Another example is the initiative by the Mahachulalongkornrajavidyalaya University of Bangkok to bring together and publish translations of Nikaya from every textual tradition in one huge encyclopedia.

There is a lot going on that we in the West have no idea about.
Eight-auspicious-symbols-in-Tibetan-Buddhism-Victory-Banner.jpg
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"My religion is not deceiving myself."
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"Butchers, prostitutes, those guilty of the five most heinous crimes, outcasts, the underprivileged: all are utterly the substance of existence and nothing other than total bliss."
The Supreme Source - The Kunjed Gyalpo
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Re: anti-"Hinayana" bias in Zen (and Mahayana in general)

Post by Simon E. » Fri Jun 07, 2019 8:56 am

:good:

I suspect that the different schools exist because they serve different needs.
I know nothing. This is not false modesty.

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Re: anti-"Hinayana" bias in Zen (and Mahayana in general)

Post by Astus » Fri Jun 07, 2019 9:17 am

Varis wrote:
Fri Jun 07, 2019 7:59 am
A Buddhism devoid of so-called "superstition", divorced from popular Theravada at that time.
If I get you right, the westernised interpretation means relying on canonical scriptures and rejecting practices that cannot be derived from them. If so, that is not necessarily a western idea, as that view is found at other times and other places in Buddhism. On the other hand, even if it's considered an external influence, as it simply means emphasising canonical authority, it is not introducing something new or foreign. Also, have those popular practices disappeared, or is it more like being less accepted among certain monastics?
1 Myriad dharmas are only mind.
Mind is unobtainable.
What is there to seek?

2 If the Buddha-Nature is seen,
there will be no seeing of a nature in any thing.

3 Neither cultivation nor seated meditation —
this is the pure Chan of Tathagata.

4 With sudden enlightenment to Tathagata Chan,
the six paramitas and myriad means
are complete within that essence.


1 Huangbo, T2012Ap381c1 2 Nirvana Sutra, T374p521b3; tr. Yamamoto 3 Mazu, X1321p3b23; tr. J. Jia 4 Yongjia, T2014p395c14; tr. from "The Sword of Wisdom"

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Re: anti-"Hinayana" bias in Zen (and Mahayana in general)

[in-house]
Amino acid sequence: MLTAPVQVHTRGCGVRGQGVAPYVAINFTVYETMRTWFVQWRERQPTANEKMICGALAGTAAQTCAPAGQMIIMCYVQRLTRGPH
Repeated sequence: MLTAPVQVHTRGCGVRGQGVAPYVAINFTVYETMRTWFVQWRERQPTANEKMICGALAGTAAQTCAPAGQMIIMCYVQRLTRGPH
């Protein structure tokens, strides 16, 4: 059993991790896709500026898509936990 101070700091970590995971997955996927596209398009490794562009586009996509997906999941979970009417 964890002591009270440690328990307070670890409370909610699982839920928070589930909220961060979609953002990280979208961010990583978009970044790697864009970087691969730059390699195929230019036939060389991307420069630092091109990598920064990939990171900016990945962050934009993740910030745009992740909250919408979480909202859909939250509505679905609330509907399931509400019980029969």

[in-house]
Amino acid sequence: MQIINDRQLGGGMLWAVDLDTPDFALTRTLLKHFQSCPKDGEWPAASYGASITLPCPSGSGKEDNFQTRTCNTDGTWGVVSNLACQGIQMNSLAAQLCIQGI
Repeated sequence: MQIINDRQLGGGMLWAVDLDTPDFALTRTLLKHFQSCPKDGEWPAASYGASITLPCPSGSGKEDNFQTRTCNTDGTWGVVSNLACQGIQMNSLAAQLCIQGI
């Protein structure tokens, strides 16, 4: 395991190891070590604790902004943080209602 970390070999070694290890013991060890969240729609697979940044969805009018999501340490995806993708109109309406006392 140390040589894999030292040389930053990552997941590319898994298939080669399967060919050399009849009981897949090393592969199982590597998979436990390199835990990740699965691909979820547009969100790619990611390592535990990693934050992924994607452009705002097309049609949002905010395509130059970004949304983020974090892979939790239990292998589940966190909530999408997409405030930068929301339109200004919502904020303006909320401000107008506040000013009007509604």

Post by Grigoris » Fri Jun 07, 2019 9:23 am

Astus wrote:
Fri Jun 07, 2019 9:17 am
If I get you right, the westernised interpretation means relying on canonical scriptures and rejecting practices that cannot be derived from them.
That is some thin ice you are on there my friend. Who gets to decide what is canonical? Who gets to assess derivation?
"My religion is not deceiving myself."
Jetsun Milarepa 1052-1135 CE

"Butchers, prostitutes, those guilty of the five most heinous crimes, outcasts, the underprivileged: all are utterly the substance of existence and nothing other than total bliss."
The Supreme Source - The Kunjed Gyalpo
The Fundamental Tantra of Dzogchen Semde

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Re: anti-"Hinayana" bias in Zen (and Mahayana in general)

Post by Astus » Fri Jun 07, 2019 11:49 am

Grigoris wrote:
Fri Jun 07, 2019 9:23 am
Who gets to decide what is canonical?
E.g. Sixth Buddhist council
Who gets to assess derivation?
That's probably up to each individual/organisation.
1 Myriad dharmas are only mind.
Mind is unobtainable.
What is there to seek?

2 If the Buddha-Nature is seen,
there will be no seeing of a nature in any thing.

3 Neither cultivation nor seated meditation —
this is the pure Chan of Tathagata.

4 With sudden enlightenment to Tathagata Chan,
the six paramitas and myriad means
are complete within that essence.


1 Huangbo, T2012Ap381c1 2 Nirvana Sutra, T374p521b3; tr. Yamamoto 3 Mazu, X1321p3b23; tr. J. Jia 4 Yongjia, T2014p395c14; tr. from "The Sword of Wisdom"